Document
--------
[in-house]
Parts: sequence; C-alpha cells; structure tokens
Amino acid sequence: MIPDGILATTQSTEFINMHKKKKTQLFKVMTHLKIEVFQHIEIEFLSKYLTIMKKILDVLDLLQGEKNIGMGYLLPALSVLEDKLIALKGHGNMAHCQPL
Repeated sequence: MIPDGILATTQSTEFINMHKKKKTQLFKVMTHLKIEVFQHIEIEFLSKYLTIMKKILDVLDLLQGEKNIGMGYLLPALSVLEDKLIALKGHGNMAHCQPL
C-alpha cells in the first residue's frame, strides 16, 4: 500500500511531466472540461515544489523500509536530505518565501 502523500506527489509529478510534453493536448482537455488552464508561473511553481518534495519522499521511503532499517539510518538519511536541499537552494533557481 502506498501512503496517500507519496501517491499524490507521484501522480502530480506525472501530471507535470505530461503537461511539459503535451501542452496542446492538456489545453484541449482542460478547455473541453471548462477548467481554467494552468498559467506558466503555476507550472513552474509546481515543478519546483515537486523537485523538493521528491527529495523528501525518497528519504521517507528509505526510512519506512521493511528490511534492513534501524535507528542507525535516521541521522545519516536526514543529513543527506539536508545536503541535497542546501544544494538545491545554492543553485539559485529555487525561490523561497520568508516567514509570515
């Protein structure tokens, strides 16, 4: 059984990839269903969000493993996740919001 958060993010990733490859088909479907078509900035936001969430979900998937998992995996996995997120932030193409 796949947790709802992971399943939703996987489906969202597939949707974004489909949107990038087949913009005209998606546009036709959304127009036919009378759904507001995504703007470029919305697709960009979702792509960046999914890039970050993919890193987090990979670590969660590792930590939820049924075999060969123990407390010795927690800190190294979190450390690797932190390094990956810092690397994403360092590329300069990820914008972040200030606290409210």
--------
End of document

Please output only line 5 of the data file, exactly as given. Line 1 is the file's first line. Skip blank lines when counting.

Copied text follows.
C-alpha cells in the first residue's frame, strides 16, 4: 500500500511531466472540461515544489523500509536530505518565501 502523500506527489509529478510534453493536448482537455488552464508561473511553481518534495519522499521511503532499517539510518538519511536541499537552494533557481 502506498501512503496517500507519496501517491499524490507521484501522480502530480506525472501530471507535470505530461503537461511539459503535451501542452496542446492538456489545453484541449482542460478547455473541453471548462477548467481554467494552468498559467506558466503555476507550472513552474509546481515543478519546483515537486523537485523538493521528491527529495523528501525518497528519504521517507528509505526510512519506512521493511528490511534492513534501524535507528542507525535516521541521522545519516536526514543529513543527506539536508545536503541535497542546501544544494538545491545554492543553485539559485529555487525561490523561497520568508516567514509570515